Student Q & A

Why are some pitches easier to control than others?

Answer:  Singing a certain pitch consistently requires the vocal folds to vibrate at a specific speed. Other factors that come into play are tone, volume, tempo and the vowels and consonants on the designated pitches. Range and intonation based exercises will help you to control any pitch throughout your vocal range.

How do I know if I’m singing accurate pitches?

Answer: To confirm whether or not you’re matching the intended pitches you can either have a trusted musician friend help you with pitch recognition, download a chromatic tuner app that will give you visual feedback, or send a voice recording of yourself to a voice teacher that can give you feedback and tips to further build your vocal skills.

How can I get better at singing harmonies?

Answer: Intonation exercises with complex patterns will strengthen your general skills. But more specifically speaking, you can also harmonize a complimentary note to a simple scale. Then listen to the chorus of your favorite song and learn the harmonies by following the background singer. You can also invent your own harmonies to simple and well known songs.

How will intonation exercises help if I can’t hear myself on stage?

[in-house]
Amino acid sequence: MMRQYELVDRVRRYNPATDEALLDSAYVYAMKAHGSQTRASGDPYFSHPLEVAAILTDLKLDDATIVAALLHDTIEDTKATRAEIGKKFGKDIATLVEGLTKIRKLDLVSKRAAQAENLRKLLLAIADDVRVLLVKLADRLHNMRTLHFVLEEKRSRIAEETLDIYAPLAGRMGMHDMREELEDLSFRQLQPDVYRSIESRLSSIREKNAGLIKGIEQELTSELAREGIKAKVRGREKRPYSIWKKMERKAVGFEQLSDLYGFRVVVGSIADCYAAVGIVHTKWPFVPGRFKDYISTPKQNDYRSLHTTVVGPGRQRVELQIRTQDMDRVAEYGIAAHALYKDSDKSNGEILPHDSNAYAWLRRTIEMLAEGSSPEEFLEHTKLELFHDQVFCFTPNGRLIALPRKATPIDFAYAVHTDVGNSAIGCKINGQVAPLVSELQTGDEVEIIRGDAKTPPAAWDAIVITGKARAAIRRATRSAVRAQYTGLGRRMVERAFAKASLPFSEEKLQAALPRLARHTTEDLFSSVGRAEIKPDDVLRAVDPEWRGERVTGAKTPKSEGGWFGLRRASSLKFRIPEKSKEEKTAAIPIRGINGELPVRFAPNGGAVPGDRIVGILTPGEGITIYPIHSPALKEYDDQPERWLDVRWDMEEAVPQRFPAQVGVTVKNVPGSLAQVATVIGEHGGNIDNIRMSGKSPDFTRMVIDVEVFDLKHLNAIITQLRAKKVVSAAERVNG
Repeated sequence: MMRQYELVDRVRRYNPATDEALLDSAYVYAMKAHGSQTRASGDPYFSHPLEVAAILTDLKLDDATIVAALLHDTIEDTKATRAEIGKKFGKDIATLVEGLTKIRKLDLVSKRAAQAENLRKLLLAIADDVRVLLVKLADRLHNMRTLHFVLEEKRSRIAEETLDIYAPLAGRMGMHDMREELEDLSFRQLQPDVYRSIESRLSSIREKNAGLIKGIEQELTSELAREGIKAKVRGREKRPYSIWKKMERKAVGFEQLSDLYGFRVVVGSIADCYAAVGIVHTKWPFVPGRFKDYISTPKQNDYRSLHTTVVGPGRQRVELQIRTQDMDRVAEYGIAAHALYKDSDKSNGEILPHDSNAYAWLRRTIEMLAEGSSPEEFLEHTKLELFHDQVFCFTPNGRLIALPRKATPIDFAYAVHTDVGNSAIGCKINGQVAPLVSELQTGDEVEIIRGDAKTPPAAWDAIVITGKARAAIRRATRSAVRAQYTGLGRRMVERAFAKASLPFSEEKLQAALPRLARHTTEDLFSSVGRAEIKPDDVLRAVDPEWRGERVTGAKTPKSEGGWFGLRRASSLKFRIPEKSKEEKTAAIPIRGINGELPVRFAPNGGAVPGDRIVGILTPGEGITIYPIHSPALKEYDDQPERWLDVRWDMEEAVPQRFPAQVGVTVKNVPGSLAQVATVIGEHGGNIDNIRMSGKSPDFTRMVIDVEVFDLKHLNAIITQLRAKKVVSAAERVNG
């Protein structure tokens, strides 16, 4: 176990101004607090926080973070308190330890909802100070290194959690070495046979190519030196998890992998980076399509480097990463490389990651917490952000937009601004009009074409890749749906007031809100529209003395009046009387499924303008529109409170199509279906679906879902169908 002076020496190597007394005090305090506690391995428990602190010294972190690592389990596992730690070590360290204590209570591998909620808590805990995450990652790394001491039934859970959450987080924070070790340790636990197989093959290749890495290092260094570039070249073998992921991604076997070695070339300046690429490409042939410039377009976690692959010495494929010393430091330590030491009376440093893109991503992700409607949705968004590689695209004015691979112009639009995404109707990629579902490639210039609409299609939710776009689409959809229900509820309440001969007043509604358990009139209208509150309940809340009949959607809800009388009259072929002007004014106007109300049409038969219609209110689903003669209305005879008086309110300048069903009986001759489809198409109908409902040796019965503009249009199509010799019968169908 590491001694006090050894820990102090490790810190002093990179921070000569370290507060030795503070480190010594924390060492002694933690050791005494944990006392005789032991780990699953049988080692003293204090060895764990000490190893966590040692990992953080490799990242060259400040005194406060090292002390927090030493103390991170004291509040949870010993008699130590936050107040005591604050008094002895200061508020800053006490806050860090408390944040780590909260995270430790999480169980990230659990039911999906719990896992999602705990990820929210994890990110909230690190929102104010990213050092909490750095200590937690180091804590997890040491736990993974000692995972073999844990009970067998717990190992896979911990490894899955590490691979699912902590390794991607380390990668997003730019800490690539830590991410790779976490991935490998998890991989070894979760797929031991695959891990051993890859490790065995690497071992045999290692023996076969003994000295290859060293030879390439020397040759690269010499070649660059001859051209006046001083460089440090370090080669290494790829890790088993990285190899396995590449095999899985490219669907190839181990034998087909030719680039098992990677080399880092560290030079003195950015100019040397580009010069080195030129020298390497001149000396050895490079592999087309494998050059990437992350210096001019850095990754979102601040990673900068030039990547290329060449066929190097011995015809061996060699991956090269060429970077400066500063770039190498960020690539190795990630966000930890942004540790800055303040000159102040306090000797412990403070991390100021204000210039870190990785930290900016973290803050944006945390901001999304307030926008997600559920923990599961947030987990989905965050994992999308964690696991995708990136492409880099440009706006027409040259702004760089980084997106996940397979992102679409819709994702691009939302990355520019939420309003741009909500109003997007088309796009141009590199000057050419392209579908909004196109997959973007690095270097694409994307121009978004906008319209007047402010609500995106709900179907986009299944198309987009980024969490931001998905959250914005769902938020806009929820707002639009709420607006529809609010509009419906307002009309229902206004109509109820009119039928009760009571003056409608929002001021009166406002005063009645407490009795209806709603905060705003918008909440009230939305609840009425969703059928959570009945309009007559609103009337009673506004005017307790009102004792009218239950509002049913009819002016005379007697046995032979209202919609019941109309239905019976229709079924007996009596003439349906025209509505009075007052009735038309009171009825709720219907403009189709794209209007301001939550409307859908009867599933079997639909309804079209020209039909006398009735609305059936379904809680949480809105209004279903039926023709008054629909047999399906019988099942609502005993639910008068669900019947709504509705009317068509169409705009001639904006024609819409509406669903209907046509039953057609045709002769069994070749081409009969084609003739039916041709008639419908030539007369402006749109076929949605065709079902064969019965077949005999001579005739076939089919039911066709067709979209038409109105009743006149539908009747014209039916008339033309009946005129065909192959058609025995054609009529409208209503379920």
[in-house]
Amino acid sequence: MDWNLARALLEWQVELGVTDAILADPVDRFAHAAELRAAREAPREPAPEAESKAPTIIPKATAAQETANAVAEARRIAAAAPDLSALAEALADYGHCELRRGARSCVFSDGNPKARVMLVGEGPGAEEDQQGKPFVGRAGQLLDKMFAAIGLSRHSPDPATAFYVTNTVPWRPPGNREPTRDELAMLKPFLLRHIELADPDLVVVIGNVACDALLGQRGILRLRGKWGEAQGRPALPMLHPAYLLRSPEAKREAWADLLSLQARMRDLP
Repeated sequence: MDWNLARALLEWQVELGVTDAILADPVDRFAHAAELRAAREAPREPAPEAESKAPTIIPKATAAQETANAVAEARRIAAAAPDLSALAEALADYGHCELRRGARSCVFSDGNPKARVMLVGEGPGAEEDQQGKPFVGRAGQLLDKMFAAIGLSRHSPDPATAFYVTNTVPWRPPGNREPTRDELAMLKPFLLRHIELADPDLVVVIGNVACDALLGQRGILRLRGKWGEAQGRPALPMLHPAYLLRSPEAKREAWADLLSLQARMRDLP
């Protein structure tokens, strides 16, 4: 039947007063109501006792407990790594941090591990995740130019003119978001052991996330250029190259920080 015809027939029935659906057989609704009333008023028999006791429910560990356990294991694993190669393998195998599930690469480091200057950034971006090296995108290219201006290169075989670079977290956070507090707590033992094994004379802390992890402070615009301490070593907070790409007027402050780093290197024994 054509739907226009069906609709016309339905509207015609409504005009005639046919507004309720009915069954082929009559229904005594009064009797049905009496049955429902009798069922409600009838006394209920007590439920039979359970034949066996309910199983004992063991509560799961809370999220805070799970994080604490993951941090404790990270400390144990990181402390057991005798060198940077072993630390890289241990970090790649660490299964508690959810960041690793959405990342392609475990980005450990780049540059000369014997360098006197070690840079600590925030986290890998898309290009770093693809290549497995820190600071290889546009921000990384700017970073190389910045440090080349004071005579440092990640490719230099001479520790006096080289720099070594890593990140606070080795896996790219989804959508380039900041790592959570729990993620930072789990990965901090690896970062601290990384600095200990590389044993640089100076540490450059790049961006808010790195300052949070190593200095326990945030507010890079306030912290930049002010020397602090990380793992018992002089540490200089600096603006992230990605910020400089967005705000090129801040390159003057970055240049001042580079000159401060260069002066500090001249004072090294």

Answer: It’s a common scenario for singers to not hear themselves well when performing. Intonation exercises will develop your automated skills for matching pitches and give you a sense of trust in your voice. Furthermore, deliberately practicing in noisy environments and recording yourself for feedback will assist in relaxing your muscles and deepening the trust in yourself to sing accurately.

How can I get better at singing vocal riffs and runs?

Answer: Intonation based exercises are designed to increase your ability to match pitches. And since riffs are a fast paced series of notes, you can replace the words being sung with a “he” on every note to help define the intended pitches. Start singing the riff at a much slower tempo and once you’re familiar with every pitch speed up the pattern. Finally: try singing it with the word originally intended.

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